Sunday night, a pair of Islamic would-be killers tried to attack a deliberately provocative "Cartoon Mohammed" event in Garland, Texas. Armed guards killed them before they could carry out their plans; an unarmed security guard ("probably the only unarmed person in Texas," writes Clay Jones) was wounded in the 15-second gunfight. The So-Called Islamic State (SCIS) has claimed responsibility for the attempted mass murder.

The "Muhammad Art Exhibit and Contest" was organized by professional defiler of the prophet, Pamela Geller, and I have no doubt that this outcome was everything she had hoped for.

Now, I'm not above dipping my pen into some blasphemous ink from time to time...
This cartoon from 2005, a year before the Jyllands-Posten cartoon controversy, and six years before Charlie Hebdo's Mohammed cover (yet three years after Doug Marlette's "What Would Mohammed Drive" cartoon), doesn't include Mohammed -- but not because I set out to be sensitive to Islamic sensibilities. I simply didn't have a place for him in the cartoon. If I were redrawing the cartoon today, I wouldn't gratuitously stick Mohammed into it just to piss off the homicidal wing of his religion.

Not even for a $10,000 prize.

99.94% of the time, cartooning the founder of a religion is unnecessary.  Christ rolling his eyes has already been done (Marlette, again), and God delegates bouncer duty to St. Peter in all those eulogy cartoons set at the Pearly Gates. Overwhelmingly, it's the modern-day mouthpieces of religion who end up deserving of cartoon criticism.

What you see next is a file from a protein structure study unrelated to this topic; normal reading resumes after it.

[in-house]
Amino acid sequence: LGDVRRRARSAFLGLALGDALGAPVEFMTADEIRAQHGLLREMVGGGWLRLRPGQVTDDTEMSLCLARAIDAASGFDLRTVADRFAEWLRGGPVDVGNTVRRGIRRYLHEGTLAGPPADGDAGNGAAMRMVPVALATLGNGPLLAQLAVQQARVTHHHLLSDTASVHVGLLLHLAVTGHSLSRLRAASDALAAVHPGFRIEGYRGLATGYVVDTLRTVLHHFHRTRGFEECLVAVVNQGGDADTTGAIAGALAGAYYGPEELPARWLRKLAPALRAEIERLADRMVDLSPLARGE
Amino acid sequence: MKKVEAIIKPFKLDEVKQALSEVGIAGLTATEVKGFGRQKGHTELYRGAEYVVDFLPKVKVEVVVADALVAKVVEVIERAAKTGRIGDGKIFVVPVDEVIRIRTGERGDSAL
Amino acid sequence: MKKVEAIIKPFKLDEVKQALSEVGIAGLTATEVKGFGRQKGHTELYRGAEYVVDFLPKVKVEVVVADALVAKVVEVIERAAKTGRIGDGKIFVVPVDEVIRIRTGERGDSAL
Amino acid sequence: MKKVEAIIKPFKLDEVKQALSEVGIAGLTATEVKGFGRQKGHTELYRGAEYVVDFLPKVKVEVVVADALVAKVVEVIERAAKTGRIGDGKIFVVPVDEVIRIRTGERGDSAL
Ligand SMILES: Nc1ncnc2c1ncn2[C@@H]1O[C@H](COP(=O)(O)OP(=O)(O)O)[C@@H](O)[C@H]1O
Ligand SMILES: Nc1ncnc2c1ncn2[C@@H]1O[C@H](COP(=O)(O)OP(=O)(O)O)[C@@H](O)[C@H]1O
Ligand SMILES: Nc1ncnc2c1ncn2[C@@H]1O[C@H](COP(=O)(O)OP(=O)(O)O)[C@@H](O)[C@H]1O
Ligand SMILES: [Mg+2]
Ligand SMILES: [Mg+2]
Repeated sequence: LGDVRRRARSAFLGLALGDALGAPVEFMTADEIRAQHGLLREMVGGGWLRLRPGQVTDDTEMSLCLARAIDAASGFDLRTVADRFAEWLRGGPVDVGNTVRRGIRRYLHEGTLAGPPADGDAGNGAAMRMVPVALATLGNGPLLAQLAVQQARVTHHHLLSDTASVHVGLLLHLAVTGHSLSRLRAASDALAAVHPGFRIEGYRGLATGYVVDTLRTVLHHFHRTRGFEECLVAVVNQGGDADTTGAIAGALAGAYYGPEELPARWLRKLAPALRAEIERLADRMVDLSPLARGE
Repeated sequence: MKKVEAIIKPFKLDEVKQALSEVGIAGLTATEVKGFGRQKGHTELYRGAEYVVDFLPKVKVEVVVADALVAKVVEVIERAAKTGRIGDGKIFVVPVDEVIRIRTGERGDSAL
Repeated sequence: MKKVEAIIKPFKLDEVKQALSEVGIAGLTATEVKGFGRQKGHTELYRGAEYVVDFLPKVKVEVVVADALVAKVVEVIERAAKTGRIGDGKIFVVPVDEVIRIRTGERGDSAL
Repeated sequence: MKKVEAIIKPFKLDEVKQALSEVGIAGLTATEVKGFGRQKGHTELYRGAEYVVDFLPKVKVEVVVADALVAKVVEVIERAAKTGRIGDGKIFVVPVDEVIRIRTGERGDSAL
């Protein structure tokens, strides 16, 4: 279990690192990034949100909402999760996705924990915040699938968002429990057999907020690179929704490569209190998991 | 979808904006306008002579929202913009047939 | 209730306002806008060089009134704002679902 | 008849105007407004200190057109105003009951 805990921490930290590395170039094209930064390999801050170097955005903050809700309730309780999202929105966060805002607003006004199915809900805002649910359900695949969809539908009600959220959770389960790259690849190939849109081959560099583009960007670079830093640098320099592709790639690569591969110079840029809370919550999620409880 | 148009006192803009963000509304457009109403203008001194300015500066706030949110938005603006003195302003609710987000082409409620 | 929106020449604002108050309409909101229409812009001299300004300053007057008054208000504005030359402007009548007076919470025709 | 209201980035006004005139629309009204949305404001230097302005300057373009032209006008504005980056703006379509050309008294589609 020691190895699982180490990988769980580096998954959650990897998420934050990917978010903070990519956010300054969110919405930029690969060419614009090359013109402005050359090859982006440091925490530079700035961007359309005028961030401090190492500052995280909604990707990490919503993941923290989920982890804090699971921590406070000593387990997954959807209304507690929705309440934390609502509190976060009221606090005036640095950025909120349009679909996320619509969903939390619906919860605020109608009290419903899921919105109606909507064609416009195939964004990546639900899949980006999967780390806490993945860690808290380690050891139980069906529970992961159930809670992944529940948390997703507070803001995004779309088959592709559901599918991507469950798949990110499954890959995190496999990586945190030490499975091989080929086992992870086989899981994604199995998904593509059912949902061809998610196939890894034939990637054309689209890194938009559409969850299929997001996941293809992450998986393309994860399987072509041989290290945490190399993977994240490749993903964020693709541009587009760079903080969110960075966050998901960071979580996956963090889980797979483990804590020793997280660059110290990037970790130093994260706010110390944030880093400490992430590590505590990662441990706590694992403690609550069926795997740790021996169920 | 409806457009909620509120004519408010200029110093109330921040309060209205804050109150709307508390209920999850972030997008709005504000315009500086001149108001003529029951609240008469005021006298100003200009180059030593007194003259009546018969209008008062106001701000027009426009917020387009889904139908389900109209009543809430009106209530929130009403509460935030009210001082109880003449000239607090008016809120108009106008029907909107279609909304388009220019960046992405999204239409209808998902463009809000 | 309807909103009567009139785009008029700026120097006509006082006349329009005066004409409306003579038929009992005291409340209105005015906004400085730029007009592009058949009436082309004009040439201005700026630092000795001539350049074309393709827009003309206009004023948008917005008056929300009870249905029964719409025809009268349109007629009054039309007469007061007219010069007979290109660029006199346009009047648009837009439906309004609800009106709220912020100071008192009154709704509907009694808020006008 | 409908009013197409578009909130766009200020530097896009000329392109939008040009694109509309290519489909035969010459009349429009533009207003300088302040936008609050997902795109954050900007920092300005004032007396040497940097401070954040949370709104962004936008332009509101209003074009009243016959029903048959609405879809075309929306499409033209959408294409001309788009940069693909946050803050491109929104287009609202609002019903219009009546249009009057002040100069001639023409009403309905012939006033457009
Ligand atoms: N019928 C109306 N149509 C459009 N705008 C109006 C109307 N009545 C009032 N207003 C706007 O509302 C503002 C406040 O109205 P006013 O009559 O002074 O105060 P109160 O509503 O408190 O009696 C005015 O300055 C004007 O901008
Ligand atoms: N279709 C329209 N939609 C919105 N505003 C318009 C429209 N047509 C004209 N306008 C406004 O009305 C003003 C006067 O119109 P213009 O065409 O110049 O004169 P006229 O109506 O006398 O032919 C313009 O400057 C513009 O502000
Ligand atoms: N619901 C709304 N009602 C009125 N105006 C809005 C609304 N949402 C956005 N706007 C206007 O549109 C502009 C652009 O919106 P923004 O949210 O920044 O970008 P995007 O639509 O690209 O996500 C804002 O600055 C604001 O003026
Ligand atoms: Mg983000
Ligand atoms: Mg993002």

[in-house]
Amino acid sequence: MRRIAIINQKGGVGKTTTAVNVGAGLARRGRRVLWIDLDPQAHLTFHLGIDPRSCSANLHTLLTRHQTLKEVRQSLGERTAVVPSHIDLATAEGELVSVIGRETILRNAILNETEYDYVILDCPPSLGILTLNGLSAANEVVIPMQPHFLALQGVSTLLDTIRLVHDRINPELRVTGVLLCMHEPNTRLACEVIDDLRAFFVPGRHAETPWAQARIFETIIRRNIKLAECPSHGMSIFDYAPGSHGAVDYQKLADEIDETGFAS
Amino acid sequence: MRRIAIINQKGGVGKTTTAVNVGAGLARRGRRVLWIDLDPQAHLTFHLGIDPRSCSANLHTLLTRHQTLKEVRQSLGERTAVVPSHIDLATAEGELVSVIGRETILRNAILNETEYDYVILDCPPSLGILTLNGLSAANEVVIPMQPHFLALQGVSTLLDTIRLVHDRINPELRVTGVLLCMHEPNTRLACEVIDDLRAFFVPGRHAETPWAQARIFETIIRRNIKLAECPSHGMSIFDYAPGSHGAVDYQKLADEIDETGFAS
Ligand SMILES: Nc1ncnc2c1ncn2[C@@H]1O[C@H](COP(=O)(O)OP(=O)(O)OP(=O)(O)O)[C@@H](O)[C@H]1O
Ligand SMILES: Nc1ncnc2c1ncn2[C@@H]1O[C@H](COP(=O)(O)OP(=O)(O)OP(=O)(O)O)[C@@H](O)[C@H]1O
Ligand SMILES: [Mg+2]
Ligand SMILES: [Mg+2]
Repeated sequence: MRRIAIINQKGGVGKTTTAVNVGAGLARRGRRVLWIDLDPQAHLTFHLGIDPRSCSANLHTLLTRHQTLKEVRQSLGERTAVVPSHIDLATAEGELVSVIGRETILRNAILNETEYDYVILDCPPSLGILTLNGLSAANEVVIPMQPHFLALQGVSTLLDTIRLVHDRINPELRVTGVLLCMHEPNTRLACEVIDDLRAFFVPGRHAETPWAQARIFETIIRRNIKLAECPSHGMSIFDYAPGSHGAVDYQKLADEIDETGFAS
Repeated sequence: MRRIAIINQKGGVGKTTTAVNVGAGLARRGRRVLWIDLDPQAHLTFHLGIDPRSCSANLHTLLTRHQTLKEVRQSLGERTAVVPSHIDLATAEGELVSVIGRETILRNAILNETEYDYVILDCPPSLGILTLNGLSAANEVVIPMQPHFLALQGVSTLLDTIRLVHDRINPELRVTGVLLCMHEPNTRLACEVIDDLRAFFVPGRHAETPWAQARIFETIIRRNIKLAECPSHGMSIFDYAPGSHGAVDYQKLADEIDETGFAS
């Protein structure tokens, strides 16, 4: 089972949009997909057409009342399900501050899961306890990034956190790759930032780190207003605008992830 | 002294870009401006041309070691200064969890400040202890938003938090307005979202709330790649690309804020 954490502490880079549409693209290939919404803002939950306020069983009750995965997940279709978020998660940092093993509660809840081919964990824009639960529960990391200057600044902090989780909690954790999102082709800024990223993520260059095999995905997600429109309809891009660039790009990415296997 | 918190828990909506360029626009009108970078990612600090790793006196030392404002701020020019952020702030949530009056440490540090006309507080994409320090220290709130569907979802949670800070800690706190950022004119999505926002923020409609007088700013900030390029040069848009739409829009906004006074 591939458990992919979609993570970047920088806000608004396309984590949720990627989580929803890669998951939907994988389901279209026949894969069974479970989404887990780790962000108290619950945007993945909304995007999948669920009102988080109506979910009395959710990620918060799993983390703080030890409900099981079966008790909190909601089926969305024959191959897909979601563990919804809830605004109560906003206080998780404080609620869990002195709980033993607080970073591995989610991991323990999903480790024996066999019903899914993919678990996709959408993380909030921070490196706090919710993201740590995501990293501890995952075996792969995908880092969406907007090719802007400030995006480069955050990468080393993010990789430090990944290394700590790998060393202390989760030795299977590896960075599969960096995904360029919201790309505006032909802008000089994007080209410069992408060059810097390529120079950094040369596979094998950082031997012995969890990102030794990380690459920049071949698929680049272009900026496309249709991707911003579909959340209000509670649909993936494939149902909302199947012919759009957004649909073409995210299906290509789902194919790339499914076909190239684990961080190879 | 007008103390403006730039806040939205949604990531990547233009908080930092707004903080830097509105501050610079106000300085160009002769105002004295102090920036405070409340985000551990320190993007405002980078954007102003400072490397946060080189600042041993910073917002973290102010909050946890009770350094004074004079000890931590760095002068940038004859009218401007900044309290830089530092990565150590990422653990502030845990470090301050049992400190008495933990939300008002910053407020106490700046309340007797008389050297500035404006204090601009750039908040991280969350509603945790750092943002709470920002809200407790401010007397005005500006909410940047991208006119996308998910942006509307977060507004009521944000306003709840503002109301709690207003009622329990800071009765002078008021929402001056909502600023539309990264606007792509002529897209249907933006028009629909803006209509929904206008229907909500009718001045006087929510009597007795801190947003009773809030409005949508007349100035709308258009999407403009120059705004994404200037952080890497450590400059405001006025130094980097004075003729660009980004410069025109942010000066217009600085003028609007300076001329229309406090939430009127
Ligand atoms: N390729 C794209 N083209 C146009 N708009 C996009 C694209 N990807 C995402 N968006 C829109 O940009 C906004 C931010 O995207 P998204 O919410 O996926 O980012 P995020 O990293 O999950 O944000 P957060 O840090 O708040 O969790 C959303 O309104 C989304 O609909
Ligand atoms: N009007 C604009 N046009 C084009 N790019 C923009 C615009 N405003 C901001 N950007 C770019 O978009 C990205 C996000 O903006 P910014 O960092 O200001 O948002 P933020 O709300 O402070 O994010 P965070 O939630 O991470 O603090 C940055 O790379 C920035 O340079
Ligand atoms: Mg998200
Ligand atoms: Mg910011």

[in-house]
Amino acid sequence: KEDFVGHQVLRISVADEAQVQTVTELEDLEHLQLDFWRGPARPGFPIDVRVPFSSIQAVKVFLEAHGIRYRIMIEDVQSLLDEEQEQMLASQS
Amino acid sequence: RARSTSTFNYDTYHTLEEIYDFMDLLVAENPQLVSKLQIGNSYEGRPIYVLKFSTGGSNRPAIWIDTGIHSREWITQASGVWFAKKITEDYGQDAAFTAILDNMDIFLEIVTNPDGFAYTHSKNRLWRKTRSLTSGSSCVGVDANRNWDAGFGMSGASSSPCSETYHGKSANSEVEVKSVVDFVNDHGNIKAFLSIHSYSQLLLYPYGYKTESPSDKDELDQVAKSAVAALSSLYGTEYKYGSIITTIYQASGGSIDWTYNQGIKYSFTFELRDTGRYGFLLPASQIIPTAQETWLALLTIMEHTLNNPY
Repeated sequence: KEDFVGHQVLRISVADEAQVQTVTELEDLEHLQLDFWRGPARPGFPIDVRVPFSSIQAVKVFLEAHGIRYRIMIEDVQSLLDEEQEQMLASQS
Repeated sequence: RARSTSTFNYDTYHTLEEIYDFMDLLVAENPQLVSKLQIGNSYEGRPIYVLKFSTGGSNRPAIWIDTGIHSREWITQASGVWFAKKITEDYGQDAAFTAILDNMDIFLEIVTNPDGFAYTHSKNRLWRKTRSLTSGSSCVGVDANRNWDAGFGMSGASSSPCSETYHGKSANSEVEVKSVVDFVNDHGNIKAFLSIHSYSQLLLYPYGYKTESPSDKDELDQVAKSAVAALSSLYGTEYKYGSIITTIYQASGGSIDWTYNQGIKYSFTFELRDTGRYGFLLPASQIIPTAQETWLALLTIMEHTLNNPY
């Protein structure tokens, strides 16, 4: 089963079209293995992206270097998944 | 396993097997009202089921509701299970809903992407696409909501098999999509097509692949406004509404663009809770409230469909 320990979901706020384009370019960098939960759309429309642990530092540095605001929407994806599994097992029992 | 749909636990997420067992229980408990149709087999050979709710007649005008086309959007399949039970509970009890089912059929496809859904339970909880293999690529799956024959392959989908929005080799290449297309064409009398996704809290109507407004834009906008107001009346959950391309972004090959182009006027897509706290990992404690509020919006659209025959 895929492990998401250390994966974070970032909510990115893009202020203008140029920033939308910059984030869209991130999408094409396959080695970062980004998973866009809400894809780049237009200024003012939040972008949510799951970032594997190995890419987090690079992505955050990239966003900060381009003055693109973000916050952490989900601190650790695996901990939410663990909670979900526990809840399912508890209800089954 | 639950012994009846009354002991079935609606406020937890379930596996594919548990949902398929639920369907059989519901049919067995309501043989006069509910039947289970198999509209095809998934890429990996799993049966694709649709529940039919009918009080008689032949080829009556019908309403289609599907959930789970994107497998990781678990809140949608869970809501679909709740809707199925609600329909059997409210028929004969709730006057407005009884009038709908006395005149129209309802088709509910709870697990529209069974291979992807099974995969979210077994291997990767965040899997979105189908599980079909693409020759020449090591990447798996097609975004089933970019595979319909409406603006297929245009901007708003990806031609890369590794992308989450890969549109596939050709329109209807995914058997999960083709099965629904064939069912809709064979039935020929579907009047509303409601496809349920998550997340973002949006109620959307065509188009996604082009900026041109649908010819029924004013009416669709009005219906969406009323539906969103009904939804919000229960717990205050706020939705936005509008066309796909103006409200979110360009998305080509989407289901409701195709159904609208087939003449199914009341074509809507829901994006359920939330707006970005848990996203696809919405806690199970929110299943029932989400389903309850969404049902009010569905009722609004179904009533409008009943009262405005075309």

I've seen the cartoons of Ms. Geller's contest compared to Andres Serrano's "Piss Christ," which depicts a plastic crucifix submerged in the artist's urine and won the Southeastern Center for Contemporary Art's "Awards in the Visual Arts" competition in 1987. It is a very offensive piece of art, it is true. That competition, however, was not expressly limited to art intended to offend Christians, as Ms. Geller's contest was expressly limited to cartoons intended to offend Muslims. The Southeastern Center for Contemporary Art does not have attacking Christianity as its mission statement.